Asset Division Lawyer in Longmont

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When a couple decides to file for divorce, each spouse must consider various factors to protect his or her future, including the division of assets. Because Colorado is an “equitable distribution” state, the court must divide assets equitably but not necessarily equally. Colorado property division laws can be complex. It is wise for divorcing couples to seek experienced legal representation right away.

If you are filing for divorce and would like to protect your future and assets, get in touch with our Longmont divorce attorneys at Jorgensen, Brownell & Pepin, P.C. right away. We can look at the assets you and your spouse share and ensure you get your fair portion. We will protect your rights and enable you to make informed decisions.

Discuss your case with our legal team today! We are backed by over 20 years of determination, experience, and persistence.

What is Marital Property?

Marital property is any property acquired during a marriage so long as it was not acquired by inheritance or as a gift. Properties that are not considered marital are called separate properties. When any separate property that increases in value during marriage it creates a portion which may be martial property. Separate property that is subsequently jointly titled can become marital.

How is Property Divided in Colorado?

Colorado judges and courts will divide marital property equitably. There are certain circumstances that will result in a division that is not necessarily equal. This can occur when one spouse has a much higher income or ability to replace assets, or it may relate to spousal support. Unequal property division may also occur when one spouse is allocated a larger amount of marital debt. It is imperative that each party be able and prepared to explain to the court the equity of a proposed division.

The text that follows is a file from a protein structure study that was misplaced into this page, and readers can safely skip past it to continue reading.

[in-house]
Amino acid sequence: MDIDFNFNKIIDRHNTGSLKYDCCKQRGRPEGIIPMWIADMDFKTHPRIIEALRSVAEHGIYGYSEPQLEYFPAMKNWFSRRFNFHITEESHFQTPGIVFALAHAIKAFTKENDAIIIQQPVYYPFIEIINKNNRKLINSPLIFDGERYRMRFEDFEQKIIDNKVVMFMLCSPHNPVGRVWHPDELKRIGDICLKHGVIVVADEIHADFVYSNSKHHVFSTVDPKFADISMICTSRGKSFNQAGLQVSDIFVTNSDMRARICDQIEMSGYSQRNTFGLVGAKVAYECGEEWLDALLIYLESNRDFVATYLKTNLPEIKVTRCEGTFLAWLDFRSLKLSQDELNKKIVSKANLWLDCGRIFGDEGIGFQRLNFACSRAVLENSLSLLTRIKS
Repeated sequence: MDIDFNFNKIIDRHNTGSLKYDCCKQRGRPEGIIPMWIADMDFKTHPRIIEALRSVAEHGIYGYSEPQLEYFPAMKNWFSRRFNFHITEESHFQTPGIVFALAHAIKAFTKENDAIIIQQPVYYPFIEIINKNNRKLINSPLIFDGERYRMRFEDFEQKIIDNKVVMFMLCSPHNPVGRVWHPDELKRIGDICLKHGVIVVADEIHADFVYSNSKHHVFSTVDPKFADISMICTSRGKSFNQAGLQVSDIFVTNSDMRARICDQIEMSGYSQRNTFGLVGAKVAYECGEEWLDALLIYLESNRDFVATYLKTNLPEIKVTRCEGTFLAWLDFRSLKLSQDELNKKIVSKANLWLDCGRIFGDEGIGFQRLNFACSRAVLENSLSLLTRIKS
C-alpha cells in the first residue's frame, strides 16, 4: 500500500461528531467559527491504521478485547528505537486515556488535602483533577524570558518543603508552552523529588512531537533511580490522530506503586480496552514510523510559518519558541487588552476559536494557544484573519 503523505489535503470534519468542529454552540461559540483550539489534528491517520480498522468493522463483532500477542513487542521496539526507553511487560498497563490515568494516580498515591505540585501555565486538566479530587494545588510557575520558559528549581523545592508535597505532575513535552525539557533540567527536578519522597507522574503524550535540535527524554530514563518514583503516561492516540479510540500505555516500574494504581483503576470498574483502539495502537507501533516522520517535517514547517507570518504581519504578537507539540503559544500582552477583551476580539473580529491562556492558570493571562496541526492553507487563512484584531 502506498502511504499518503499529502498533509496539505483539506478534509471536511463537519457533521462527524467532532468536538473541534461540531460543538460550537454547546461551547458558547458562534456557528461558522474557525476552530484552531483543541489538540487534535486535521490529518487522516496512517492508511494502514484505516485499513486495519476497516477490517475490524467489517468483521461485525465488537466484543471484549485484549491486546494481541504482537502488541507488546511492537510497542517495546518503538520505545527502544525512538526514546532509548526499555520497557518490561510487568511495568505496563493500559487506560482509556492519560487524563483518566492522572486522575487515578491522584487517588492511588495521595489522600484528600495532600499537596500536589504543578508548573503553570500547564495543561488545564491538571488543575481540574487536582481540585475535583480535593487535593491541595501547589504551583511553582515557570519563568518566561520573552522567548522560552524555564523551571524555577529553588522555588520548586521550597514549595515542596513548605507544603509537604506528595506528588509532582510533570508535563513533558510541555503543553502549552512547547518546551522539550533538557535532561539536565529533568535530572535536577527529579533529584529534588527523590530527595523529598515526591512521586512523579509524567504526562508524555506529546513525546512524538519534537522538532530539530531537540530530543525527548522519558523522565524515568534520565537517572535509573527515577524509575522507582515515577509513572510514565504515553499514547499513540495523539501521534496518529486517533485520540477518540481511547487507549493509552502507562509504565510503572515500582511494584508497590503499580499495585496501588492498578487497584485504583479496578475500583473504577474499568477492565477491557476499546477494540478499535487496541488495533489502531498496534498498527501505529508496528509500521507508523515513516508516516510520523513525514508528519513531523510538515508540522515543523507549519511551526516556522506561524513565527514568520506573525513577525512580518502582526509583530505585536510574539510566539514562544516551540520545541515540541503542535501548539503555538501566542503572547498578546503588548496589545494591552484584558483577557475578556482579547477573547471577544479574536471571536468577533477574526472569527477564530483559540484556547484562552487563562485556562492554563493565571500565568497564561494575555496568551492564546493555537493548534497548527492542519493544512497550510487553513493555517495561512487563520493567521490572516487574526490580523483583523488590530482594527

How are Pensions Divided?

In Colorado, a judge or court shall include pensions and retirement plans earned by each spouse as marital assets available for division. These benefits are divided into the following two groups:

  • Defined Contribution Plans:

This is money belonging to an employee. The employer or employee can make defined contributions. Although the balance of the plan constantly fluctuates, the value is definable at any given plan. Profit sharing plans, 403(b)’s, and 401(k)’s fall into this group.

  • Defined Benefit Plans:

This is a benefit an employer promises to pay to an employee in the future. The amount may be is determined by a formula that is based on an employee’s salary near the end of the employee’s career and the number of years the employee worked for that employer before retiring.

Protect Your Future Today: Call Jorgensen, Brownell & Pepin, P.C.

At Jorgensen, Brownell & Pepin, P.C., we understand that divorce is stressful and difficult. We stand ready to safeguard the futures and assets of those moving through this difficult process. When you entrust your case to our team, we will listen to the details of your case and determine which legal strategies can help you obtain positive. Our team knows that the family court system is not easy to navigate, and we are here to lead you through the legal process.

Call Jorgensen, Brownell & Pepin,, and let our Longmont family lawyers stand by your side.